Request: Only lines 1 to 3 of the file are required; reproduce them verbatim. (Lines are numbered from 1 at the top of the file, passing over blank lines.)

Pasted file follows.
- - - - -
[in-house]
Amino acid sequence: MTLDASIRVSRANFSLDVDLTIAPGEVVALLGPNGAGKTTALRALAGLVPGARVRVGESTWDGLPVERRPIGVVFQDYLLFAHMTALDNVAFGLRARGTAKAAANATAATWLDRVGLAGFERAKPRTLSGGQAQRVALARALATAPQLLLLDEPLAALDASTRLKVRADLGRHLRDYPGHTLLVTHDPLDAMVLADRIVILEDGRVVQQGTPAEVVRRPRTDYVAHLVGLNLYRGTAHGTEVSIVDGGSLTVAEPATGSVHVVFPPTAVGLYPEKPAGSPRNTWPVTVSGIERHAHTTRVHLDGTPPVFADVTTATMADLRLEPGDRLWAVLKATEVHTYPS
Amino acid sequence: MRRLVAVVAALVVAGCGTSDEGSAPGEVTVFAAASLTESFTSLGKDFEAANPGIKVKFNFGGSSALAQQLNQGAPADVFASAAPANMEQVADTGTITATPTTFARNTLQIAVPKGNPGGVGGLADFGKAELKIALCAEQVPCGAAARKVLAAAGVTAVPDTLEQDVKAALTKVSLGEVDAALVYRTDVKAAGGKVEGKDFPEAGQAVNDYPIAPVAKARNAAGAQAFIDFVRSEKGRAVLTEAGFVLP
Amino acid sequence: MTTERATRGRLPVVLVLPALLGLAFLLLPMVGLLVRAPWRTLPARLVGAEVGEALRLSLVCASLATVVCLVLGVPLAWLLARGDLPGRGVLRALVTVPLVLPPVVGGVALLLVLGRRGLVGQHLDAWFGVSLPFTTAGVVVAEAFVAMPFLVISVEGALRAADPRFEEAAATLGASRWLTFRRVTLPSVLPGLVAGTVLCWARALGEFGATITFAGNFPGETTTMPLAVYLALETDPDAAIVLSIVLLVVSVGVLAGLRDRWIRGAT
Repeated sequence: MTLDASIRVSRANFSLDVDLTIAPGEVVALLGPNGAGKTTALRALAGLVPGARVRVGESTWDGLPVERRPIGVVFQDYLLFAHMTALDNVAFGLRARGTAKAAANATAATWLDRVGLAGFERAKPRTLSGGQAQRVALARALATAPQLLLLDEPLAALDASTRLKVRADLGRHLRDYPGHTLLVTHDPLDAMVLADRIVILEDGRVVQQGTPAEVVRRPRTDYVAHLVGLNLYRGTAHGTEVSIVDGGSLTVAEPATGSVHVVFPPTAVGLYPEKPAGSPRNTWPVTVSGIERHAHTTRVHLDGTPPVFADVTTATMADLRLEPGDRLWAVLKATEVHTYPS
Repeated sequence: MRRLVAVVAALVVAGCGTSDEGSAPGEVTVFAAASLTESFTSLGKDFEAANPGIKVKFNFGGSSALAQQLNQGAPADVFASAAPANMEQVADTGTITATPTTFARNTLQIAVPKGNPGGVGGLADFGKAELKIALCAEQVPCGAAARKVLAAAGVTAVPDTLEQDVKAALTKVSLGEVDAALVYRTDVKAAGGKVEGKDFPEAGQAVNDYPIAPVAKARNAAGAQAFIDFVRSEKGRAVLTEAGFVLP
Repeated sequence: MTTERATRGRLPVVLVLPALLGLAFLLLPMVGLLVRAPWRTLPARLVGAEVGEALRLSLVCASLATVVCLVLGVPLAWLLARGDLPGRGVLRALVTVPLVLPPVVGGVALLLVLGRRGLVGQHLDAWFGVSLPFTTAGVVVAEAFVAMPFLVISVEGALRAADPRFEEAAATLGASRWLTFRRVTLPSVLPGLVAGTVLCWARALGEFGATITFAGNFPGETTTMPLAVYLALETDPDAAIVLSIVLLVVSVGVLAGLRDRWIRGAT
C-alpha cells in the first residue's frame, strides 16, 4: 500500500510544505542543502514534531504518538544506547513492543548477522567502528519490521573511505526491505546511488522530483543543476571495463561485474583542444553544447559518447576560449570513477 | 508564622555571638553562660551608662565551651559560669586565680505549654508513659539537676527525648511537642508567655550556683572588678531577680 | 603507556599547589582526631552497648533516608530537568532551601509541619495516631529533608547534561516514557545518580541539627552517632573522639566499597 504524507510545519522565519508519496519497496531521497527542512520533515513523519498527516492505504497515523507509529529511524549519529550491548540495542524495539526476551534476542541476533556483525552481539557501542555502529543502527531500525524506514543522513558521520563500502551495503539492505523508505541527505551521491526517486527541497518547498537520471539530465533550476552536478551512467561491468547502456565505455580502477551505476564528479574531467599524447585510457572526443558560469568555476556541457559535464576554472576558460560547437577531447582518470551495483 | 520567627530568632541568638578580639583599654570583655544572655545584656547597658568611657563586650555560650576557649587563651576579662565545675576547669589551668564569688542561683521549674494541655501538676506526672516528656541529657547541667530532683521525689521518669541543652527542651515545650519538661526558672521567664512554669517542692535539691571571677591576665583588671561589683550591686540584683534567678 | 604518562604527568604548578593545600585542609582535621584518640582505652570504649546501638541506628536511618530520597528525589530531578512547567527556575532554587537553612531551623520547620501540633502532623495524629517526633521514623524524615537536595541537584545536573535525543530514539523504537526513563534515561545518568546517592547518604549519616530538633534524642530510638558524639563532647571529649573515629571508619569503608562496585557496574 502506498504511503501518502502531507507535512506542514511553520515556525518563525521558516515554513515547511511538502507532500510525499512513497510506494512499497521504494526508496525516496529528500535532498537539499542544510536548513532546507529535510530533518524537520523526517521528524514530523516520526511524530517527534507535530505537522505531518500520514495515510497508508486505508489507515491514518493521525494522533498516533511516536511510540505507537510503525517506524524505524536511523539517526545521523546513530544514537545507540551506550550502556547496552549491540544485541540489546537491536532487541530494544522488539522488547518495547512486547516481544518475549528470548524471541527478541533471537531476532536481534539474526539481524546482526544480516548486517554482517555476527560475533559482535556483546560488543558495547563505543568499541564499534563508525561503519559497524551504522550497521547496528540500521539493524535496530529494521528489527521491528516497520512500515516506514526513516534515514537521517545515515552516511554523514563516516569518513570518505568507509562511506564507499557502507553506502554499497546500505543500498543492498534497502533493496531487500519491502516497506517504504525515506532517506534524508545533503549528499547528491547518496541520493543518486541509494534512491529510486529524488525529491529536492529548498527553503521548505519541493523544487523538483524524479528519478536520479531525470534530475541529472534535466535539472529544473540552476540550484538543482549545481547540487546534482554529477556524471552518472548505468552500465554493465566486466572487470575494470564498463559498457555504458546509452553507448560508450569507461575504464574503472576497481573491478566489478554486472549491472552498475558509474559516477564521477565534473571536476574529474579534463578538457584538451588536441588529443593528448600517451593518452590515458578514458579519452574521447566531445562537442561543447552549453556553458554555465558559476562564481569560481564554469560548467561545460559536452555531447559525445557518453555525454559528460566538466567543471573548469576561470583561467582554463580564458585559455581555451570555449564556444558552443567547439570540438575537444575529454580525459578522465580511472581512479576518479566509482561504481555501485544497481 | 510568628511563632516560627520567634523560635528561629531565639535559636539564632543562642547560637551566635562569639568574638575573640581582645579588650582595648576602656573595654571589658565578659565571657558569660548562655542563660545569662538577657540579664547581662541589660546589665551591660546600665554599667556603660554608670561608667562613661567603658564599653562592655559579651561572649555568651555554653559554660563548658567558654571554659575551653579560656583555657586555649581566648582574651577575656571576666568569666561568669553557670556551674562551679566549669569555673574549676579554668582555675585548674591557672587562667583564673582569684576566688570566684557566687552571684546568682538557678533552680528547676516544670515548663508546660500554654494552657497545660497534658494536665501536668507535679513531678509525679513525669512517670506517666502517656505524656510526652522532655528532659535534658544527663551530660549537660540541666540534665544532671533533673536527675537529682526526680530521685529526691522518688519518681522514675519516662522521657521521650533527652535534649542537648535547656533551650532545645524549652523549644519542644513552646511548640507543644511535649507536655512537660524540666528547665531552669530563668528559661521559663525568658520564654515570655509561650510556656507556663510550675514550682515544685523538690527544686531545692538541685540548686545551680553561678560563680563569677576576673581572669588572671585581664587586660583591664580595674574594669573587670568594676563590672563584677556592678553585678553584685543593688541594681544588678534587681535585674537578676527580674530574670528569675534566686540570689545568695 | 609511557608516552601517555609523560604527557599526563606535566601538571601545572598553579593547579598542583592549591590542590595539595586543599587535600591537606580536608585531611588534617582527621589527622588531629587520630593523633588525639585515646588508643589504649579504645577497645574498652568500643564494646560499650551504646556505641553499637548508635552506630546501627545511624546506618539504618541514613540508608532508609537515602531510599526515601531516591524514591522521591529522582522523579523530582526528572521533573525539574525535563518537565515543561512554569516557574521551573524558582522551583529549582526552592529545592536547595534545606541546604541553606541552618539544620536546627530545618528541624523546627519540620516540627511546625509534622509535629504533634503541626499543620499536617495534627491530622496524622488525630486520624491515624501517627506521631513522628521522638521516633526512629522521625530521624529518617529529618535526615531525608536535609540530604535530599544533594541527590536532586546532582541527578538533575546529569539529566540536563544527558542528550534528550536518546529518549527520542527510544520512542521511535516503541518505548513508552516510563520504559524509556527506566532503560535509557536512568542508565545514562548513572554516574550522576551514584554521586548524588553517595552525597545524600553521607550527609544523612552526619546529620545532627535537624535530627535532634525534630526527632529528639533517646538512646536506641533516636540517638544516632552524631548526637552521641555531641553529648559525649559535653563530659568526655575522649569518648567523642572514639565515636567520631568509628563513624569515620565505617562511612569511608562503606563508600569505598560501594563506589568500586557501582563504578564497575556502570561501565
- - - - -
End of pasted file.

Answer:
[in-house]
Amino acid sequence: MTLDASIRVSRANFSLDVDLTIAPGEVVALLGPNGAGKTTALRALAGLVPGARVRVGESTWDGLPVERRPIGVVFQDYLLFAHMTALDNVAFGLRARGTAKAAANATAATWLDRVGLAGFERAKPRTLSGGQAQRVALARALATAPQLLLLDEPLAALDASTRLKVRADLGRHLRDYPGHTLLVTHDPLDAMVLADRIVILEDGRVVQQGTPAEVVRRPRTDYVAHLVGLNLYRGTAHGTEVSIVDGGSLTVAEPATGSVHVVFPPTAVGLYPEKPAGSPRNTWPVTVSGIERHAHTTRVHLDGTPPVFADVTTATMADLRLEPGDRLWAVLKATEVHTYPS
Amino acid sequence: MRRLVAVVAALVVAGCGTSDEGSAPGEVTVFAAASLTESFTSLGKDFEAANPGIKVKFNFGGSSALAQQLNQGAPADVFASAAPANMEQVADTGTITATPTTFARNTLQIAVPKGNPGGVGGLADFGKAELKIALCAEQVPCGAAARKVLAAAGVTAVPDTLEQDVKAALTKVSLGEVDAALVYRTDVKAAGGKVEGKDFPEAGQAVNDYPIAPVAKARNAAGAQAFIDFVRSEKGRAVLTEAGFVLP